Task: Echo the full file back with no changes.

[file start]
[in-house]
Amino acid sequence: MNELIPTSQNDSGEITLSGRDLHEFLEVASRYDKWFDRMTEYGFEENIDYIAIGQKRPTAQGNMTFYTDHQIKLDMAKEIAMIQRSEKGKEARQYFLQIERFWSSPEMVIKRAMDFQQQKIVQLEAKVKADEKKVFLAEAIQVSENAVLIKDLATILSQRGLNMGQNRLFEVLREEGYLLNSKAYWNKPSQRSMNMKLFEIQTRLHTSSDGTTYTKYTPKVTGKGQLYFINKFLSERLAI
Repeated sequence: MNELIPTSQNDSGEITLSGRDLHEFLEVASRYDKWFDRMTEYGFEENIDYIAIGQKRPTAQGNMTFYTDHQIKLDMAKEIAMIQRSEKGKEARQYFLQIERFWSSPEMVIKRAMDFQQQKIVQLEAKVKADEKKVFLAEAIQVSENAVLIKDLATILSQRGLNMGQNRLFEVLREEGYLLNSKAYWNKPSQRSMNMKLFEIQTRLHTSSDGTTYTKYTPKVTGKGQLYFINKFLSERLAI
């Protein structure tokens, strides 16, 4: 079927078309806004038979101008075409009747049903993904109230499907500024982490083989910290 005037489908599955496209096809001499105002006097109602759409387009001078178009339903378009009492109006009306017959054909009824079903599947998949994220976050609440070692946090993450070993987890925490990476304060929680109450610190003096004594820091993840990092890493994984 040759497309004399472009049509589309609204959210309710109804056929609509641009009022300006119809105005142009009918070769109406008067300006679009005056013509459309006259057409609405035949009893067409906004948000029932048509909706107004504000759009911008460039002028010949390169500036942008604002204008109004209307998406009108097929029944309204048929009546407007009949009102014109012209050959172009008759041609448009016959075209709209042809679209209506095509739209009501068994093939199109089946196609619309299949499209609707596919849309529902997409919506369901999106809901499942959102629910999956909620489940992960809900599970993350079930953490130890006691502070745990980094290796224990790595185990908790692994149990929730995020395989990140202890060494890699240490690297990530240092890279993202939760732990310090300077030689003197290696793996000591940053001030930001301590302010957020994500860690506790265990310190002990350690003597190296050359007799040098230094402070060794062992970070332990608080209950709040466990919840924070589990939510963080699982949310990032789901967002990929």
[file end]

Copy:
[in-house]
Amino acid sequence: MNELIPTSQNDSGEITLSGRDLHEFLEVASRYDKWFDRMTEYGFEENIDYIAIGQKRPTAQGNMTFYTDHQIKLDMAKEIAMIQRSEKGKEARQYFLQIERFWSSPEMVIKRAMDFQQQKIVQLEAKVKADEKKVFLAEAIQVSENAVLIKDLATILSQRGLNMGQNRLFEVLREEGYLLNSKAYWNKPSQRSMNMKLFEIQTRLHTSSDGTTYTKYTPKVTGKGQLYFINKFLSERLAI
Repeated sequence: MNELIPTSQNDSGEITLSGRDLHEFLEVASRYDKWFDRMTEYGFEENIDYIAIGQKRPTAQGNMTFYTDHQIKLDMAKEIAMIQRSEKGKEARQYFLQIERFWSSPEMVIKRAMDFQQQKIVQLEAKVKADEKKVFLAEAIQVSENAVLIKDLATILSQRGLNMGQNRLFEVLREEGYLLNSKAYWNKPSQRSMNMKLFEIQTRLHTSSDGTTYTKYTPKVTGKGQLYFINKFLSERLAI
């Protein structure tokens, strides 16, 4: 079927078309806004038979101008075409009747049903993904109230499907500024982490083989910290 005037489908599955496209096809001499105002006097109602759409387009001078178009339903378009009492109006009306017959054909009824079903599947998949994220976050609440070692946090993450070993987890925490990476304060929680109450610190003096004594820091993840990092890493994984 040759497309004399472009049509589309609204959210309710109804056929609509641009009022300006119809105005142009009918070769109406008067300006679009005056013509459309006259057409609405035949009893067409906004948000029932048509909706107004504000759009911008460039002028010949390169500036942008604002204008109004209307998406009108097929029944309204048929009546407007009949009102014109012209050959172009008759041609448009016959075209709209042809679209209506095509739209009501068994093939199109089946196609619309299949499209609707596919849309529902997409919506369901999106809901499942959102629910999956909620489940992960809900599970993350079930953490130890006691502070745990980094290796224990790595185990908790692994149990929730995020395989990140202890060494890699240490690297990530240092890279993202939760732990310090300077030689003197290696793996000591940053001030930001301590302010957020994500860690506790265990310190002990350690003597190296050359007799040098230094402070060794062992970070332990608080209950709040466990919840924070589990939510963080699982949310990032789901967002990929």